Not Their Responsibility?

When it comes to corporate targets, the activists are focusing their
pressure on Coke because they say they hold the Atlanta-based soft drink
company to higher standards. A group of 153 Tibet organizations sent a
letter to Coke Chairman and Chief Executive Officer E. Neville Isdell
demanding that the company withdraw its sponsorship of the relay and
lobby the International Olympic Committee (IOC) to cancel the leg of the
relay passing through Tibet and via Mt. Everest. "You cannot, as a
responsible American company, leave American values at the border in
exchange for access to a lucrative market," says Jacob Colker, campaign
manager for International Campaign for Tibet, a Washington (D.C.)-based
organization that works to promote human rights and democratic freedoms
in Tibet. "It's not acceptable, and it's not appropriate. They need to
really consider this sponsorship of the torch relay, especially if it
continues to go through Tibet."

So far, Coke and the other sponsors have taken the position that the
problem in Tibet is an issue to be resolved by the government and is
outside their responsibilities as corporate sponsors. In an interview in
Beijing, Coke spokesperson Christina Lau would not comment when asked by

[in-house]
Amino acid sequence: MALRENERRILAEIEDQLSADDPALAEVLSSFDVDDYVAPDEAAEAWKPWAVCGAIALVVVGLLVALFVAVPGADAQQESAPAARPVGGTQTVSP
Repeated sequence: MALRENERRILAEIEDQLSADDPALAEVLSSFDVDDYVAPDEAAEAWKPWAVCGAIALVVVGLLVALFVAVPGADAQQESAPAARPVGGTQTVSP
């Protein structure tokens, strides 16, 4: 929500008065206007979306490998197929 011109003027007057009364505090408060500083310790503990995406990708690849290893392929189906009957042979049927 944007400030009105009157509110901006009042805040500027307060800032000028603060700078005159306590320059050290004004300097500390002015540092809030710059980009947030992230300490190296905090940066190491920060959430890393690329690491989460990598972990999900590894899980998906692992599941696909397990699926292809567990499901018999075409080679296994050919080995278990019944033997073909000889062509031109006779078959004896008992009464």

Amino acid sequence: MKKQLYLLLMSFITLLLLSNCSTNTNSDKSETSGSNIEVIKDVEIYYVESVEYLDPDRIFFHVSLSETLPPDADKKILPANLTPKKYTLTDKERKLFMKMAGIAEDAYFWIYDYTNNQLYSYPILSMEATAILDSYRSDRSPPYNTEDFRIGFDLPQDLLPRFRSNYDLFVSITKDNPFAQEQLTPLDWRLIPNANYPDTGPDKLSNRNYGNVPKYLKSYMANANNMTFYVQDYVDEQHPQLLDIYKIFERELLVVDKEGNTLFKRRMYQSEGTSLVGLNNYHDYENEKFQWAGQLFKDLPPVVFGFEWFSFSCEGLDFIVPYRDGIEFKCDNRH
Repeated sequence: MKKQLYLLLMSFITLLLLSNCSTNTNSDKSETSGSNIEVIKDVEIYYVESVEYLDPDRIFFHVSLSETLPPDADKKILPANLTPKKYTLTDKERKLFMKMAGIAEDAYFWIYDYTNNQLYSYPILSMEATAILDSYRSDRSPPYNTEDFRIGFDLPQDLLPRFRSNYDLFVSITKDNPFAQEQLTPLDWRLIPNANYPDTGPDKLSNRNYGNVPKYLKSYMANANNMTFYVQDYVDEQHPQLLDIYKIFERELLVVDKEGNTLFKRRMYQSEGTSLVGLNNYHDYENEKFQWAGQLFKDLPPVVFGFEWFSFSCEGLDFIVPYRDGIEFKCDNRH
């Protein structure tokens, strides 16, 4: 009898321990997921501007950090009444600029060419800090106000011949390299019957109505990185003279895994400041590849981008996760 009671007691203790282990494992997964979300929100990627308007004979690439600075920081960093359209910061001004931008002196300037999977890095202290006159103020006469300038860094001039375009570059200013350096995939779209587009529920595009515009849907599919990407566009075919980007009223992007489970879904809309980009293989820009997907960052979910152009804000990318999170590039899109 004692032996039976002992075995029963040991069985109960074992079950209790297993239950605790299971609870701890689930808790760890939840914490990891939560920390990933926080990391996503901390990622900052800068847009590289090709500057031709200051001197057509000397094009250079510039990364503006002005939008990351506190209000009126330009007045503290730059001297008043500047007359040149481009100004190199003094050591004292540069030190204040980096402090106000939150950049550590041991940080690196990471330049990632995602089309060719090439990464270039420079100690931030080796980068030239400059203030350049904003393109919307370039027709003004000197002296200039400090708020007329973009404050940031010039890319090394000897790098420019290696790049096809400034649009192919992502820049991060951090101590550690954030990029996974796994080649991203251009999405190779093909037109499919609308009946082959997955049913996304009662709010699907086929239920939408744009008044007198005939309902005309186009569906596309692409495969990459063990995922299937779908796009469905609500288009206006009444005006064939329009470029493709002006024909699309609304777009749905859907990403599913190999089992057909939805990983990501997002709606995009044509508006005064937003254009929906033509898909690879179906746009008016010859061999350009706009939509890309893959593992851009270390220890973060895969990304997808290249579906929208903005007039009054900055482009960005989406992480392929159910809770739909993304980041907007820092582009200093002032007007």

BusinessWeek about Tibet and the torch relay. However in a statement
issued by the company last week, Coke spokesperson Kerry Kerr said:
"While it would be an inappropriate role for sponsors to comment on the
political situation of individual nations, as the longest-standing
sponsor of the Olympic movement, we firmly believe that the Olympics are
a force for good. We remain committed to supporting the torch relay,
which provides a unique opportunity to share the Olympic values of
unity, pride, and inspiration with people all over the world."

The other sponsors say they have no plans to dial down their marketing
for the Beijing Olympics in response to the outcry over Tibet. "As a
private organization, Samsung is not in a position to influence
politics," says Kwon Gye Hyun, vice-president and head of global sports
marketing at Samsung Electronics. Bob Page, manager for Lenovo's
Worldwide Olympic Games Project, agrees that Lenovo's role is not to
advise governments on policy. The situation "needs to be resolved at a
regional level by governments," he says. "It's not the role of an
Olympic sponsor to advise any government on political policy."

Journey of Harmony?

Privately, corporate sponsors of the Olympics are starting to grow
concerned (, 2/20/08) over protests over Tibet. They're
also worried about other groups such as those critical of Beijing's
support for the government of Sudan and its campaign against separatists